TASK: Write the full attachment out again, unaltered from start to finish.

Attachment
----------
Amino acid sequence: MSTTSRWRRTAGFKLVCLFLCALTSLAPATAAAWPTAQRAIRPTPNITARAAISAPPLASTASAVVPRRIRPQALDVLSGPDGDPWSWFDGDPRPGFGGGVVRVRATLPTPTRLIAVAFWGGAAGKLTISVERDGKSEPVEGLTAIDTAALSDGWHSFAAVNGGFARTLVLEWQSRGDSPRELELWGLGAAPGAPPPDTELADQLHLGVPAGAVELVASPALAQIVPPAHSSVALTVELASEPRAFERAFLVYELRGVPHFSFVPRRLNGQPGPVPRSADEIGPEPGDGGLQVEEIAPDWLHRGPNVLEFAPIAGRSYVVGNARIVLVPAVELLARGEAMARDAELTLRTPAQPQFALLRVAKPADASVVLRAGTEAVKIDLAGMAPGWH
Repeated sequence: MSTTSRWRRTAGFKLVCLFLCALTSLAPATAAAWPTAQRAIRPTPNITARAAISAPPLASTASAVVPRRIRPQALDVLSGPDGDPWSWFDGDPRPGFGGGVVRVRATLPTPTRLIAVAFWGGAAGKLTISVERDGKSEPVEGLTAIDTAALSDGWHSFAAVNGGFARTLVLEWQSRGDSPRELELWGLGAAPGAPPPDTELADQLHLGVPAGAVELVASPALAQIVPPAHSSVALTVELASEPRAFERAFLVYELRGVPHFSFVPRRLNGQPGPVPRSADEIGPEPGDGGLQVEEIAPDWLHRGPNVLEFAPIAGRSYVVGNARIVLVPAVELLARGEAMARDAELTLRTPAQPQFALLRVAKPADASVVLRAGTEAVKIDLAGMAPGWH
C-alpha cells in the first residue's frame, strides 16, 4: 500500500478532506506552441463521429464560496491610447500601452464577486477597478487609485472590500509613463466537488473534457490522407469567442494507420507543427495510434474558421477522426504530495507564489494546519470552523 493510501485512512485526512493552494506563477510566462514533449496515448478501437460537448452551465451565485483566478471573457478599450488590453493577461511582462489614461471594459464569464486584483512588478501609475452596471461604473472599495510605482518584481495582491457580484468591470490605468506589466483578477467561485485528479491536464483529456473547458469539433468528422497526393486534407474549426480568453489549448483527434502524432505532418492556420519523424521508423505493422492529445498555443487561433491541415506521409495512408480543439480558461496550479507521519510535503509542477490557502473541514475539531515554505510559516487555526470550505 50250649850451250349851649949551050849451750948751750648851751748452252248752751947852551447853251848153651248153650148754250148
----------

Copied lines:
Amino acid sequence: MSTTSRWRRTAGFKLVCLFLCALTSLAPATAAAWPTAQRAIRPTPNITARAAISAPPLASTASAVVPRRIRPQALDVLSGPDGDPWSWFDGDPRPGFGGGVVRVRATLPTPTRLIAVAFWGGAAGKLTISVERDGKSEPVEGLTAIDTAALSDGWHSFAAVNGGFARTLVLEWQSRGDSPRELELWGLGAAPGAPPPDTELADQLHLGVPAGAVELVASPALAQIVPPAHSSVALTVELASEPRAFERAFLVYELRGVPHFSFVPRRLNGQPGPVPRSADEIGPEPGDGGLQVEEIAPDWLHRGPNVLEFAPIAGRSYVVGNARIVLVPAVELLARGEAMARDAELTLRTPAQPQFALLRVAKPADASVVLRAGTEAVKIDLAGMAPGWH
Repeated sequence: MSTTSRWRRTAGFKLVCLFLCALTSLAPATAAAWPTAQRAIRPTPNITARAAISAPPLASTASAVVPRRIRPQALDVLSGPDGDPWSWFDGDPRPGFGGGVVRVRATLPTPTRLIAVAFWGGAAGKLTISVERDGKSEPVEGLTAIDTAALSDGWHSFAAVNGGFARTLVLEWQSRGDSPRELELWGLGAAPGAPPPDTELADQLHLGVPAGAVELVASPALAQIVPPAHSSVALTVELASEPRAFERAFLVYELRGVPHFSFVPRRLNGQPGPVPRSADEIGPEPGDGGLQVEEIAPDWLHRGPNVLEFAPIAGRSYVVGNARIVLVPAVELLARGEAMARDAELTLRTPAQPQFALLRVAKPADASVVLRAGTEAVKIDLAGMAPGWH
C-alpha cells in the first residue's frame, strides 16, 4: 500500500478532506506552441463521429464560496491610447500601452464577486477597478487609485472590500509613463466537488473534457490522407469567442494507420507543427495510434474558421477522426504530495507564489494546519470552523 493510501485512512485526512493552494506563477510566462514533449496515448478501437460537448452551465451565485483566478471573457478599450488590453493577461511582462489614461471594459464569464486584483512588478501609475452596471461604473472599495510605482518584481495582491457580484468591470490605468506589466483578477467561485485528479491536464483529456473547458469539433468528422497526393486534407474549426480568453489549448483527434502524432505532418492556420519523424521508423505493422492529445498555443487561433491541415506521409495512408480543439480558461496550479507521519510535503509542477490557502473541514475539531515554505510559516487555526470550505 50250649850451250349851649949551050849451750948751750648851751748452252248752751947852551447853251848153651248153650148754250148